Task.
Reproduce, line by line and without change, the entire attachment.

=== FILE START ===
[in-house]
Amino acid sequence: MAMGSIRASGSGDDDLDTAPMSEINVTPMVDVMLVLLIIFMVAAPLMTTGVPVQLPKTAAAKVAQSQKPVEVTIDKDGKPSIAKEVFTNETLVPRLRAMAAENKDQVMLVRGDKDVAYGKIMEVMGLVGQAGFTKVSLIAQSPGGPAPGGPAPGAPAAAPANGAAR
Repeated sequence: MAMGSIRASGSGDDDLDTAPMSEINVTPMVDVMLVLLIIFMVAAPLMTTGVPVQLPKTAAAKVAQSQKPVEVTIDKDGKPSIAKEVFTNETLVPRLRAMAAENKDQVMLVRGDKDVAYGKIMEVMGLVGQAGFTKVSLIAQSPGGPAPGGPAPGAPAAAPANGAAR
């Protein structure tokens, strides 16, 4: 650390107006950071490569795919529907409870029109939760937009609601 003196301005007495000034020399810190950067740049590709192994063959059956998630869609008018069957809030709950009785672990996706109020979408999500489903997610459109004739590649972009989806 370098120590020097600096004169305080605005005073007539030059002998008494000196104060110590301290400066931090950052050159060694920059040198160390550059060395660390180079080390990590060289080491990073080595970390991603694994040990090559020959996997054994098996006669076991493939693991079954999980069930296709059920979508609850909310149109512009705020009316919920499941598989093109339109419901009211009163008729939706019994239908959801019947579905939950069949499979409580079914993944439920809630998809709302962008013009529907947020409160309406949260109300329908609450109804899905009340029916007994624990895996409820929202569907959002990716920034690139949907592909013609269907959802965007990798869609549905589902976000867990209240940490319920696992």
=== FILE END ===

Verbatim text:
[in-house]
Amino acid sequence: MAMGSIRASGSGDDDLDTAPMSEINVTPMVDVMLVLLIIFMVAAPLMTTGVPVQLPKTAAAKVAQSQKPVEVTIDKDGKPSIAKEVFTNETLVPRLRAMAAENKDQVMLVRGDKDVAYGKIMEVMGLVGQAGFTKVSLIAQSPGGPAPGGPAPGAPAAAPANGAAR
Repeated sequence: MAMGSIRASGSGDDDLDTAPMSEINVTPMVDVMLVLLIIFMVAAPLMTTGVPVQLPKTAAAKVAQSQKPVEVTIDKDGKPSIAKEVFTNETLVPRLRAMAAENKDQVMLVRGDKDVAYGKIMEVMGLVGQAGFTKVSLIAQSPGGPAPGGPAPGAPAAAPANGAAR
């Protein structure tokens, strides 16, 4: 650390107006950071490569795919529907409870029109939760937009609601 003196301005007495000034020399810190950067740049590709192994063959059956998630869609008018069957809030709950009785672990996706109020979408999500489903997610459109004739590649972009989806 370098120590020097600096004169305080605005005073007539030059002998008494000196104060110590301290400066931090950052050159060694920059040198160390550059060395660390180079080390990590060289080491990073080595970390991603694994040990090559020959996997054994098996006669076991493939693991079954999980069930296709059920979508609850909310149109512009705020009316919920499941598989093109339109419901009211009163008729939706019994239908959801019947579905939950069949499979409580079914993944439920809630998809709302962008013009529907947020409160309406949260109300329908609450109804899905009340029916007994624990895996409820929202569907959002990716920034690139949907592909013609269907959802965007990798869609549905589902976000867990209240940490319920696992």